In today’s world, we are faced with an overload of information as we try to navigate our way armed with google, our own ideas, and advice from friends, family, and strangers. It is no wonder parents are always wishing that our children came with a parenting manual. In this short article, we look at small things we, as parents, can do at home to support our children’s development.
When we embark on any journey involving children, we need to ensure we have two things in our bags: patience (patience when dealing and engaging with children, and patience with their milestones) and an understanding that when it comes to children, things will never be “perfect”.
In our quest to be good parents, we believe that the more we do for our children the better parents we are. But in fact, every time we do something for our child that he/she is capable of doing for themselves we send a message that they are incapable. When children are able to do things for themselves (and allowed to do it), their belief in themselves is reinforced. The first key to achieving self-esteem is independence.
So let’s start with the small things we can do to make a difference:
1. Let them make up their own beds. Yes, it will be crooked, but it is the effort and the enthusiasm with which the child does it that counts. Instead of pointing out the crookedness, next time say to the child, “let’s do it together”. Model, without words, how it should be done, and through repeatedly making the bed, the child will perfect the skill.
2. Allow children to choose their own outfits. If this is hard for you, let them choose between 2 outfits. Do this in the evening or afternoon before school.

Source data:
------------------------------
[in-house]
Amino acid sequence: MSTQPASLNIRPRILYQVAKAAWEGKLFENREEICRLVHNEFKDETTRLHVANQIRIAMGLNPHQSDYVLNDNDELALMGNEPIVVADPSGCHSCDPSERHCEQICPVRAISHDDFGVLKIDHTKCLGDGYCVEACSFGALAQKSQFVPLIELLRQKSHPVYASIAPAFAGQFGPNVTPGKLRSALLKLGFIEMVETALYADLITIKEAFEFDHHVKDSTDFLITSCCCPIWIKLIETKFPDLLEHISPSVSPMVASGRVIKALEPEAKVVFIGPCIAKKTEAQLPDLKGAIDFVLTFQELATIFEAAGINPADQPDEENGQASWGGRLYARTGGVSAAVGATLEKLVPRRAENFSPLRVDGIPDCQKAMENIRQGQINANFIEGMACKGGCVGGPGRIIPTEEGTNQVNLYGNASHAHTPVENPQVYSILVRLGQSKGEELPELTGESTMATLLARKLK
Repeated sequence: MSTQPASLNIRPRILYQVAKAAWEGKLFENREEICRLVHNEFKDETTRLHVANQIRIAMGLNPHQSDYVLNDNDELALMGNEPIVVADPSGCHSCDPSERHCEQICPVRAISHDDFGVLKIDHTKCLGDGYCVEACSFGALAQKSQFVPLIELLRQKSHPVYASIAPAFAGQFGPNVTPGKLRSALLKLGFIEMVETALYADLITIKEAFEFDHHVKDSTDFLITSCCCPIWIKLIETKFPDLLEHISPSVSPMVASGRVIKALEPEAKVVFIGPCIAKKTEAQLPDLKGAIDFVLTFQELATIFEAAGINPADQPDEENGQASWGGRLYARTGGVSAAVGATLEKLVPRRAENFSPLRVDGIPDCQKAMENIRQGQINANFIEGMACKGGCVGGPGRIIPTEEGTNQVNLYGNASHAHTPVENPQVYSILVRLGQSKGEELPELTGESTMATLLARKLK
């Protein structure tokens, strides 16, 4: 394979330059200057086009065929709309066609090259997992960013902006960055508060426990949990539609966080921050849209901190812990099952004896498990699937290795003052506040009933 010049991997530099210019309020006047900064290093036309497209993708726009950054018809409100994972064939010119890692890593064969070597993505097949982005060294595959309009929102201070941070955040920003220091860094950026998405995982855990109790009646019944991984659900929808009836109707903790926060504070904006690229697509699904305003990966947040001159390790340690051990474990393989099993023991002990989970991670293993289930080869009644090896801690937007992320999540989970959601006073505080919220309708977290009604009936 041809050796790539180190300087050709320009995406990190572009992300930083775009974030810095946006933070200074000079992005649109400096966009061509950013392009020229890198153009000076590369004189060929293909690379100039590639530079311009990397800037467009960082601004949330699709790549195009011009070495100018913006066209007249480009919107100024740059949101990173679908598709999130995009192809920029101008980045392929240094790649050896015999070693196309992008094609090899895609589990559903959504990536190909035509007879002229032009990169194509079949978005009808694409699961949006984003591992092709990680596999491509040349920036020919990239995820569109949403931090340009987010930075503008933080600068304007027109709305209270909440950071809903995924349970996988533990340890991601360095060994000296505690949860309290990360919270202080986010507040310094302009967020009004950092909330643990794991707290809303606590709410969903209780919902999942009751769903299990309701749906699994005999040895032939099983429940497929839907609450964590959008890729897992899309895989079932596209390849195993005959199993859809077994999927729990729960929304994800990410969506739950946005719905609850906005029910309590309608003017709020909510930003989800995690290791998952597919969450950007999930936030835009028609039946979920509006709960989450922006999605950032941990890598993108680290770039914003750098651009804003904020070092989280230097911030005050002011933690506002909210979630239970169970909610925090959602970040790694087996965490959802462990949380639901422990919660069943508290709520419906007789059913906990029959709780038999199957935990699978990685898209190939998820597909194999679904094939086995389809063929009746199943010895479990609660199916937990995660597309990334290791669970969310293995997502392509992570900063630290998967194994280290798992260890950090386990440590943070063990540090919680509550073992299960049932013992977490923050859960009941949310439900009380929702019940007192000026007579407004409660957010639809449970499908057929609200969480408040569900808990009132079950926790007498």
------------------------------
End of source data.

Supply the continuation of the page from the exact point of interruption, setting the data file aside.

3. Let them dress independently even if they are slow (wake up early to accommodate the time it takes them to complete the task independently)
4. Let them make their own cereal (you may need to assist with hot milk), and let them eat by themselves – if they mess, show them how to clean up. “Mess is best”!
5. Always let children clean up after themselves. This will not be done perfectly in the beginning, but it is a skill that they will learn. (You can clean it again after – provided the child does not see you!)
6. Allow children to pack their own bags for school (spare outfits) and to carry their own bags into the school.
7. Children are able to assist with setting the table; clearing the table (or at least pick up their own plates, put condiments in the fridge, etc). Let them assist with washing dishes or packing the dishwasher.
8. Children should sort their clothes and put dirty clothes in the laundry basket, clean clothes in the cupboard, etc. Children can also help with folding laundry that comes off the washing line, matching socks, sorting clothes into types (t-shirts, pants, etc) or people – mom’s clothes, my clothes, etc.
By getting our children involved in household chores, we are not only encouraging their independence, but we are setting them on the road to developing good self-esteem. The benefits have a ripple effect in the home – easing the load of busy parents and making “suicide hour” so much more manageable. Reading that compulsory bedtime story each night easily becomes a reality. With children dressing themselves (in an outfit they chose the night before), school bags packed and helping themselves to breakfast, parents will soon be saying “Morning Rush Hour? What on earth is that?”
*This article first appeared in the Simply Montessori Newsletter in February 2015.